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What is food security bill and why it could be a burden

Google Oneindia News

New Delhi, July 5: There is storm over the Food Security Bill with the financial sector fearing massive inflationary impact on the economy. But the political class is divided over timing as well on several implications of the scheme.

What is this bill after all?

The proposed food security bill guarantees subsidised foodgrains to two thirds of the country's population through the public distribution system.

The food security programme will be the largest in the world.

It will amount to an annual expenditure of Rs 125,000 crore when fully operational.

The scheme will take at least six moths to cover the entire country.

The scheme will put India league of few countries in the world that guarantee majority of its population foodgrains.

It will guarantee 5 kg of rice, wheat and coarse cereals per month per person at a fixed price of Rs 3, Rs 2, Re 1, respectively.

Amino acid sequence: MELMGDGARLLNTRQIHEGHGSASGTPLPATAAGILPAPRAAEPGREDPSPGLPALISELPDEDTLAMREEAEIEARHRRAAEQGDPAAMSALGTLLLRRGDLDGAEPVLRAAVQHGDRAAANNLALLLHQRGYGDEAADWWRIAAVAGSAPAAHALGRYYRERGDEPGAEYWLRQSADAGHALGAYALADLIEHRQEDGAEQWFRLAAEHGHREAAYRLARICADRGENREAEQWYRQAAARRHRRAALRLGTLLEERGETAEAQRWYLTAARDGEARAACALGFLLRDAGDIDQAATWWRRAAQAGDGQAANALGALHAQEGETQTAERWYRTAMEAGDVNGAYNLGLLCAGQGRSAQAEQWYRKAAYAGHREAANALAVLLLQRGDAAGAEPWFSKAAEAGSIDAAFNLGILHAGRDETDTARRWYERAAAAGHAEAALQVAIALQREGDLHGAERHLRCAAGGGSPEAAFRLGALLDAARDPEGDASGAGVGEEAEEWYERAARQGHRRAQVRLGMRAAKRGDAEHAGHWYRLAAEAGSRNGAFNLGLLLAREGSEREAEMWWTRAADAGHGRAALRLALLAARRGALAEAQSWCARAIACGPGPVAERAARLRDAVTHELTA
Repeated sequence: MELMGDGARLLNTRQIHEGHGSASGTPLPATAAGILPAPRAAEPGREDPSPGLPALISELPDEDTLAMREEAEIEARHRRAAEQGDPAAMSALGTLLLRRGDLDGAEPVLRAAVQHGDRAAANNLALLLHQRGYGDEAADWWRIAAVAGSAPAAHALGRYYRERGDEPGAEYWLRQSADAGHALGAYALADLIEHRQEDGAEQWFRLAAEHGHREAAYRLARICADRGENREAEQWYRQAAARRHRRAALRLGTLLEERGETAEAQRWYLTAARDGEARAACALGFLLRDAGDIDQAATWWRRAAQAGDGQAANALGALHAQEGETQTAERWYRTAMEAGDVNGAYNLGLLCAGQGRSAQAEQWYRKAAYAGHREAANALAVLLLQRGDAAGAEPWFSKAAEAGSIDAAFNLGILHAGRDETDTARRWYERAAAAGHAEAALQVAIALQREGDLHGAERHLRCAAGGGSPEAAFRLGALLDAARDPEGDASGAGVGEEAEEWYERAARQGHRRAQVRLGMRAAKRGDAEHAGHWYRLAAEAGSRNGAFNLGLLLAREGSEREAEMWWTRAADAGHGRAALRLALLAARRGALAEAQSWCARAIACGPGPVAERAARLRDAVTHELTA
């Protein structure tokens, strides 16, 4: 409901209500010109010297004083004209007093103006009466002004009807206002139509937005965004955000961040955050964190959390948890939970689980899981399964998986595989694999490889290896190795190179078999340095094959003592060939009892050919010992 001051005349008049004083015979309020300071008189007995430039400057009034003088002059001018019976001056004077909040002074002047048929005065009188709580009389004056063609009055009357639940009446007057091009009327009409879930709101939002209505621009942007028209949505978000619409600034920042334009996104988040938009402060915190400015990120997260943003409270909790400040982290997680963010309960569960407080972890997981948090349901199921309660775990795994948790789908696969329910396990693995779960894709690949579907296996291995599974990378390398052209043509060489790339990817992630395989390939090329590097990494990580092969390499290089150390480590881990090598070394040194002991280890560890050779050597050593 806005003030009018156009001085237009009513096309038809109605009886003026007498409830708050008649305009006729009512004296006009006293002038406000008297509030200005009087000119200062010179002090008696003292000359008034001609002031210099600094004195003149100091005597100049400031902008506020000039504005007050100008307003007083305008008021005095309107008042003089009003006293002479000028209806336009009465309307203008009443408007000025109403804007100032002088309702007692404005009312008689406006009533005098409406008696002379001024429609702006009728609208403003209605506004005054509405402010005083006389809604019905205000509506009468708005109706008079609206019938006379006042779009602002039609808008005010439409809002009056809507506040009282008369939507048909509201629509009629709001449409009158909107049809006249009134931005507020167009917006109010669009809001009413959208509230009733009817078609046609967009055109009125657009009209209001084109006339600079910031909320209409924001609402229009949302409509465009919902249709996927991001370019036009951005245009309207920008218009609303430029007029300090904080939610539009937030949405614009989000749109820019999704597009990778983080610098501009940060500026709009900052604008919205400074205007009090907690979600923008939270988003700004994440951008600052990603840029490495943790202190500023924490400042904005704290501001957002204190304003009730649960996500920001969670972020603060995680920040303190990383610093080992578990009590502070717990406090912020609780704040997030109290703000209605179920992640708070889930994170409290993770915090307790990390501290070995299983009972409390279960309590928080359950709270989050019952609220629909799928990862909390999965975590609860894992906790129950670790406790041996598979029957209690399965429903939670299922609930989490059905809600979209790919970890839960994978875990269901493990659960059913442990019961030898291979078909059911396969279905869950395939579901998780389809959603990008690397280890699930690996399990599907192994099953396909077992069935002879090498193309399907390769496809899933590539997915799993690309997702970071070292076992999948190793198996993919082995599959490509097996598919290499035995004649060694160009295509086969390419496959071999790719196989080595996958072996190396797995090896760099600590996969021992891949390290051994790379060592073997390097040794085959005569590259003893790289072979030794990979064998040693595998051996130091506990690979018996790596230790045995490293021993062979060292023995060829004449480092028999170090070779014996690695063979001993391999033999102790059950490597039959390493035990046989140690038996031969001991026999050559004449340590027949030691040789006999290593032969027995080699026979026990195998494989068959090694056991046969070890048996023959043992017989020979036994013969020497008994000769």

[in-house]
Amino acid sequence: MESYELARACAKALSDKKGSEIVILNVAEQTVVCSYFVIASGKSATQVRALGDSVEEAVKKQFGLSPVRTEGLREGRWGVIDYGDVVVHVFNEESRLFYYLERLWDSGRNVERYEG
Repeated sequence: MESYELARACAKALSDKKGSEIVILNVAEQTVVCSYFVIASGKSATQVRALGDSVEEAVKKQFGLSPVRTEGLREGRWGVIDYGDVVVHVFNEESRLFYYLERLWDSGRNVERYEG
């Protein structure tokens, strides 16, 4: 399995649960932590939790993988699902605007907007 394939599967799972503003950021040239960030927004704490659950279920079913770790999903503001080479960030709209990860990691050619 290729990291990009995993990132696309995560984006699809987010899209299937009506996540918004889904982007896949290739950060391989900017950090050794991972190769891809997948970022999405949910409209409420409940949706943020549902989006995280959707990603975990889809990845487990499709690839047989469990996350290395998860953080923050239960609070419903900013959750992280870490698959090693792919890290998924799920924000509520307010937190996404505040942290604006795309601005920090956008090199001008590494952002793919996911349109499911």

The programme will come into effect (if the Ordinance is promulgated) from next month after state governments prepare the beneficiary list.

Some of states like Tamil Nadu, Madhya Pradesh and Odisha have their own food security programme.

What is fear of the financial sector?

The bill would have a cascading inflationary effect on the common person, especially the middle class.

As Rs 1,25,000 crore will be spent every year to supply 62 million tonnes of rice, wheat and cereals, it would raise the government's food subsidy burden to 1 percent to 1.2 per cent of GDP per annum from the current estimate of 0.8 per cent.

More subsidy outgoing means the Union budget will allocate less for other projects.

Additional expenditure on the infrastructure needed to implement the scheme yet to be calculated.

In case of monsoon failure and low agriculture output in the country, India will have to import grains, which is an additional burden.

As good portion of the grains under the security bill would be procured from the domestic grain supply, there is a possibility of creating artificial scarcity in the open market leading to rise in foodgrains prices.

<blockquote class="twitter-tweet blockquote"><p>what's d point in Food security bill if you neither let the industries work (ones who pays taxes to fund it) nor the agriculture flourish</p>— shruti (@vyasshruti) <a href="https://twitter.com/vyasshruti/statuses/353091736643444736">July 5, 2013</a></blockquote> <script async src="//platform.twitter.com/widgets.js" charset="utf-8"></script>

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